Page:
Doom-mongers are out in force again, mainly around the words ‘property’ and ‘crash’. We must not join the bandwagon
First of all, it would be remiss of me not to mention the former editor of this very publication, Paul Thomas. Paul stamped his personality across the magazine for two years and, together with his team, did a fantastic job in some difficult circumstances to keep Mortgage Strategy as relevant and well read as it always has been.
No doubt the next incumbent will continue in the same vein but, for now, I am sure all of you will join me in raising a glass to Paul and bestowing a well-deserved ‘Hero’ award on the Welsh Writing Wizard.
The doom-mongers seem to be out in force once more around some pretty shady economic news and, of course, Brexit in general, but mainly around the words ‘property’ and ‘crash’. I assume those in the industry predicting this are advising all their clients not to buy?
Although we all have concerns about the market, it is important to not jump on any bandwagons but continue to advise our clients carefully, pointing out all the relevant risks without scaremongering.
While there will be, hopefully, an easing of house-price growth – seen at the top of the market as higher stamp duty rates take effect – there is still every indication that prices will hold steady, barring any major event.
Brexit is, of course, a real risk, especially in the short term. However, as an eminent estate agent wrote last week, it could also prove to be one of the best opportunities in a while for buyers to make some cheeky offers.
In the markets this week, three-month Libor is still at 0.59 per cent while swap rates have slunk down again.
2-year money is down 0.06% at 0.80%
3-year money is down 0.07% at 0.89%
5-year money is down 0.08% at 1.05%
10-year money is down 0.09% at 1.44%
The top news comes from broker-friendly Kent Reliance, the latest lender to introduce a product transfer scheme, which is definitely hero territory in my book.
It has made it pretty easy for brokers with its new product transfer form and will pay a proc fee of 0.25 per cent.
It is good to see Kent Reliance continuing to support brokers by offering a simple retention solution. As a specialist lender often dealing with complex cases, it must ensure its customers continue to get the best advice. The tide is getting stronger; other lenders, take note…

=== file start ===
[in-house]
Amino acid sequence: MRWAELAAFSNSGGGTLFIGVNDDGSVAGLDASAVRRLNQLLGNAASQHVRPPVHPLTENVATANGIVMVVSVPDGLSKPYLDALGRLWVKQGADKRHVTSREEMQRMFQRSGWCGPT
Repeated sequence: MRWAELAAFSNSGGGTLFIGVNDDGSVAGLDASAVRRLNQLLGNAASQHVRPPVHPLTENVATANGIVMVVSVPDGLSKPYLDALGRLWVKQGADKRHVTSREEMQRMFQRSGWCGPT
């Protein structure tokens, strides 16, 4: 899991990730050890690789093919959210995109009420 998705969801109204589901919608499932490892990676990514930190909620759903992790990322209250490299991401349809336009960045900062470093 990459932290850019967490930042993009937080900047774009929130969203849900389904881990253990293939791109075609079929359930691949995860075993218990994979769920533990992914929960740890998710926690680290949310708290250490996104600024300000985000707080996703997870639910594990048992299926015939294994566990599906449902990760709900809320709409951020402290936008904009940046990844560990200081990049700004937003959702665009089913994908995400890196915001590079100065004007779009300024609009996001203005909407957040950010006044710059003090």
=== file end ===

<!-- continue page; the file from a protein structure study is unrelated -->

More good news from the equally friendly Skipton Building Society: it has axed its £500,000 loan cap for first-time buyers.
Rate-wise, we could be entering another mini rate war, with speculation over two-year fixes below 1 per cent. Yorkshire Building Society has come closest with its 1.14 per cent product.
Santander, which seems to be turning around applications incredibly quickly, has some first-time buyer exclusives at 90 per cent LTV from 2.49 per cent with a £999 fee and a 95 per cent LTV five-year fix at 4.64 per cent with no fee. It has also made other rate reductions up to 0.3 per cent.
NatWest has cut five-year fixes starting from 2.25 per cent with a £995 fee, while Accord has also reduced a swathe of rates and is offering new five-year fixes to 85 per cent LTV from 2.49 per cent with an £845 fee.
Nationwide has changed its income multiple cap for sole applications above 85 per cent LTV, reducing it to 4.5 times gross disposable income. It has also reduced selected fixed and tracker rates.
Leeds Building Society has launched more interest-only products, with a two-year fix at 1.6 per cent to 50 per cent LTV and a ‘part and part’ mortgage to 75 per cent LTV at 1.7 per cent. Both have a fee of £1,999.
In the high-net-worth world, Harrods Bank has introduced a 1.99 per cent two-year fixed deal with a 0.5 per cent arrangement fee for those borrowing over £1.5m. The fee is 1 per cent for borrowers with foreign income.
Finally, I liked the “No, no… no limit” email from Hinckley & Rugby reminding us “there is no limit to the overpayments customers can make” on their variable or short-term fixed products. Marketing written in a chatty, down-to-earth style – we like.